An innately positive and beautiful take on trying to get through the bleakness of life.
The third album from indie/folk rock band Under the Rug moves on from the blistering ‘Dear Adeline‘ (released early in 2022), an album chronicling the breakup of a relationship and grief over the loss of a beloved mother. The band consists of lead singer, guitarist and songwriter Casey Dayan, guitarist Sean Campbell and drummer Brendan McQueeney and over a period of ten years or more they have been making a name for themselves with their quirky, enigmatic, sometimes beautiful songs, They have, during this time and with a very heavy working schedule, built up a substantial fan base of devoted followers (known via their FB page as Rug Rats), more recently via a big push from Spotify. With a first tour on the near horizon and discussions with major labels in New York, it may be time for them to break out to a wider audience.
As a testament to their hard work ethic, Dayan and McQueeney both learned to play new instruments during lockdown, mandolin and piano respectively, which both play a good part of the instrumentation on ‘Homesick for Another World‘ (notably on the opener ‘Turkey Vulture’), together with slide guitar from guest Ariel Posen on a couple of tracks. The album of mostly slow songs confronts dealing with life and death head on, treats everyday loneliness with compassion and a little humour and is shot through with elements of optimism. The overall theme works along the lines of ‘everything might be pretty dire, something is wrong the whole time and things should be better but how do you get to that better place’. Dayan strives to find the positive amidst all the negative vibes, many exacerbated by the COVID pandemic. Portrayals of sleep and lonely and grim (basically a word used in this context to describe a bad place) abound throughout the album – “Every time your thoughts get grim, you just close your eyelids tight, and let the sunshine make it red. La da, da da dee da, wishing all your cares away, and you sing that good thing one more time” from ‘Dead Man on the Lawn’, a lovely but bleak song reconciling a hard past (Dayan’s mother’s boyfriend was shot in front of him in the garden) with a present in which you are trying to be happy.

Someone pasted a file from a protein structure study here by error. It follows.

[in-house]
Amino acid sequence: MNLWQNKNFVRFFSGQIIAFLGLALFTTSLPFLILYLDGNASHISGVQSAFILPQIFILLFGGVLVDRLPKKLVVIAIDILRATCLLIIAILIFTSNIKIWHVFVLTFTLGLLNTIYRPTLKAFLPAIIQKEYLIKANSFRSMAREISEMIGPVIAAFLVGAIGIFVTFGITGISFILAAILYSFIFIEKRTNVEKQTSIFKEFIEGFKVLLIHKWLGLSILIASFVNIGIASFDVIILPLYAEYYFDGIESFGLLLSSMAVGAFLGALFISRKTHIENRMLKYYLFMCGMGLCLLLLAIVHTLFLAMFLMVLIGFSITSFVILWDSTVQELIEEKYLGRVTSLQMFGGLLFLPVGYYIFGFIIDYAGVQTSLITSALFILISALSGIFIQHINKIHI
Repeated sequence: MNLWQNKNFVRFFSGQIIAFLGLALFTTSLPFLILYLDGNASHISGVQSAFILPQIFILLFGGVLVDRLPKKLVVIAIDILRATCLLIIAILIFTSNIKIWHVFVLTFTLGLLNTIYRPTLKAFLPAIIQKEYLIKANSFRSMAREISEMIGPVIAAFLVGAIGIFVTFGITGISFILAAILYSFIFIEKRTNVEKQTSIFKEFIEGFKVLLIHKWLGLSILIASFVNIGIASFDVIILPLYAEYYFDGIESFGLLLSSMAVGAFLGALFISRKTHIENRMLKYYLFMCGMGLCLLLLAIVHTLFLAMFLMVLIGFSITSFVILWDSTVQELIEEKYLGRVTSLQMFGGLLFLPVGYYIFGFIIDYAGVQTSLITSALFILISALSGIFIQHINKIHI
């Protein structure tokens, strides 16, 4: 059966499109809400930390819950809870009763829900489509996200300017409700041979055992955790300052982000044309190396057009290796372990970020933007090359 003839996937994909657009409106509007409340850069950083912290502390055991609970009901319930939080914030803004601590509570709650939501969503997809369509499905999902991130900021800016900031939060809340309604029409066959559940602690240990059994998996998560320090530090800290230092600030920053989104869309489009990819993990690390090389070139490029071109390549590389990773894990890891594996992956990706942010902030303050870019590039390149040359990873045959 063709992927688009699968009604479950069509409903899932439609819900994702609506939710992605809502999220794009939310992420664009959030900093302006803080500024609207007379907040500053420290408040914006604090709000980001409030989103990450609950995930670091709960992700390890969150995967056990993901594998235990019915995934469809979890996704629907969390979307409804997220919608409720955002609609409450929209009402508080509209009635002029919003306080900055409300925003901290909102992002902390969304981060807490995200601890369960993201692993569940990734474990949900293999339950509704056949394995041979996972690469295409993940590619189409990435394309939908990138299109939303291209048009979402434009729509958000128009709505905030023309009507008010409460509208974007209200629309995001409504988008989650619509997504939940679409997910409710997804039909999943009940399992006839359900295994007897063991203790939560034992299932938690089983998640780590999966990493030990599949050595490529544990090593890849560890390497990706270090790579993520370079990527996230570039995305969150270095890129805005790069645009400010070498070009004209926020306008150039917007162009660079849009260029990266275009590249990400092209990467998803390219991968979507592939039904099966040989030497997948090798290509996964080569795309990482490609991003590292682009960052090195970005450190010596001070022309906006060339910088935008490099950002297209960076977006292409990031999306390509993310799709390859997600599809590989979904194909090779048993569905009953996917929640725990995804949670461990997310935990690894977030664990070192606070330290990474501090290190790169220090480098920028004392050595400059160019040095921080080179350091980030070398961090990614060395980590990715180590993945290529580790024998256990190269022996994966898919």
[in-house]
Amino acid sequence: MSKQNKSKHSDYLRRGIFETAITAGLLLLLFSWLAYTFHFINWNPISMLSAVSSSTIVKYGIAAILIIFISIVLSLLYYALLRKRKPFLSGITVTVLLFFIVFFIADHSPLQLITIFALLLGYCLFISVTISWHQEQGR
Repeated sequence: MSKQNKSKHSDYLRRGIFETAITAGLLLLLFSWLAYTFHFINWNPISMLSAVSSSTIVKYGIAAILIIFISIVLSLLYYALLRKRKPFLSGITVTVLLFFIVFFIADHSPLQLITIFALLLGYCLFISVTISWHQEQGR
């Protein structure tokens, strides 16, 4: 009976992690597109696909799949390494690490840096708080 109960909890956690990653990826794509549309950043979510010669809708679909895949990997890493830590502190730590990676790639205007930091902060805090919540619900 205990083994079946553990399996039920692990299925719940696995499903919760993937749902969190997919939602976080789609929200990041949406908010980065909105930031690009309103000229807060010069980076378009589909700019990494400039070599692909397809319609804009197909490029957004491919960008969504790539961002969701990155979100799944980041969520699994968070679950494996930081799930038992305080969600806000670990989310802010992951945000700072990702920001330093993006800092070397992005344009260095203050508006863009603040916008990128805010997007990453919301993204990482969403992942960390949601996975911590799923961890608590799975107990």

‘Panacea‘ is a song about what we learn about, and how we cope with, the things that freak us out, notably death –“ the nightmares you once thought would be forever, were always just a phantom that would vanish in the air, You won’t have to ever be afraid, ever again, You won’t, never again”.
Dayan has a clear versatile voice, put to good effect particularly on ‘I should be sleeping’, a highlight, and the lead single ‘Lonesome & Mad’ with its dramatic opening “I feel like I want to go home, but I am home”, a favourite singalong with knowledgeable Rug Rats. The album repays repeated listens and its sentiments get right under the skin, its often Beatle-esque production and wordless harmony choruses are interesting such reference points, and its varied percussion quirks keep coming.
Under the Rug will almost certainly gain a higher profile, and if they sign to a major label, it will be interesting to see whether they can maintain their fiercely independent stance. They are certainly a band to watch.